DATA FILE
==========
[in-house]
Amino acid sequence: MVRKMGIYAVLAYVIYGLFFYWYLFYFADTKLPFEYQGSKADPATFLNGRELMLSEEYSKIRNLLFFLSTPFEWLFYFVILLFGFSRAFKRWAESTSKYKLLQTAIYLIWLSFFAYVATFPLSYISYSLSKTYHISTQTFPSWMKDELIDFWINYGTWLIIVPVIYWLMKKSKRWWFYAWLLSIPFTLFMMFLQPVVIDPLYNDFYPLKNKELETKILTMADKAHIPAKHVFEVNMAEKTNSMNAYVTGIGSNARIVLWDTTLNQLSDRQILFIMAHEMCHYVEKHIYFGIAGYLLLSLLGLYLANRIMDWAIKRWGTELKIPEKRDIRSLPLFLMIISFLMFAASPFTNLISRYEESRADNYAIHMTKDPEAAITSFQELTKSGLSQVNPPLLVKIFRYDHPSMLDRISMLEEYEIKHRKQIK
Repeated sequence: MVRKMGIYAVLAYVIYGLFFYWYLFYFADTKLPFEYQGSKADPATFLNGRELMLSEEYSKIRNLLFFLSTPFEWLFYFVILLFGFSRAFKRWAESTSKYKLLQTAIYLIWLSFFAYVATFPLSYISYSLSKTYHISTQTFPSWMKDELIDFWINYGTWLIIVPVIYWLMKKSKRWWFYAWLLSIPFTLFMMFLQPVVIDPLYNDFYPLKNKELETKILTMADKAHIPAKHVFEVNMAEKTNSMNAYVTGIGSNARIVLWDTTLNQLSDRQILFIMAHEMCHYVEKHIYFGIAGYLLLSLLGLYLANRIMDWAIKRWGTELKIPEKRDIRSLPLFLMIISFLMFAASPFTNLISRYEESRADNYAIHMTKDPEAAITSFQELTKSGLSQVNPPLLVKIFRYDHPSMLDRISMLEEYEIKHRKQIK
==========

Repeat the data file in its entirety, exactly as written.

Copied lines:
[in-house]
Amino acid sequence: MVRKMGIYAVLAYVIYGLFFYWYLFYFADTKLPFEYQGSKADPATFLNGRELMLSEEYSKIRNLLFFLSTPFEWLFYFVILLFGFSRAFKRWAESTSKYKLLQTAIYLIWLSFFAYVATFPLSYISYSLSKTYHISTQTFPSWMKDELIDFWINYGTWLIIVPVIYWLMKKSKRWWFYAWLLSIPFTLFMMFLQPVVIDPLYNDFYPLKNKELETKILTMADKAHIPAKHVFEVNMAEKTNSMNAYVTGIGSNARIVLWDTTLNQLSDRQILFIMAHEMCHYVEKHIYFGIAGYLLLSLLGLYLANRIMDWAIKRWGTELKIPEKRDIRSLPLFLMIISFLMFAASPFTNLISRYEESRADNYAIHMTKDPEAAITSFQELTKSGLSQVNPPLLVKIFRYDHPSMLDRISMLEEYEIKHRKQIK
Repeated sequence: MVRKMGIYAVLAYVIYGLFFYWYLFYFADTKLPFEYQGSKADPATFLNGRELMLSEEYSKIRNLLFFLSTPFEWLFYFVILLFGFSRAFKRWAESTSKYKLLQTAIYLIWLSFFAYVATFPLSYISYSLSKTYHISTQTFPSWMKDELIDFWINYGTWLIIVPVIYWLMKKSKRWWFYAWLLSIPFTLFMMFLQPVVIDPLYNDFYPLKNKELETKILTMADKAHIPAKHVFEVNMAEKTNSMNAYVTGIGSNARIVLWDTTLNQLSDRQILFIMAHEMCHYVEKHIYFGIAGYLLLSLLGLYLANRIMDWAIKRWGTELKIPEKRDIRSLPLFLMIISFLMFAASPFTNLISRYEESRADNYAIHMTKDPEAAITSFQELTKSGLSQVNPPLLVKIFRYDHPSMLDRISMLEEYEIKHRKQIK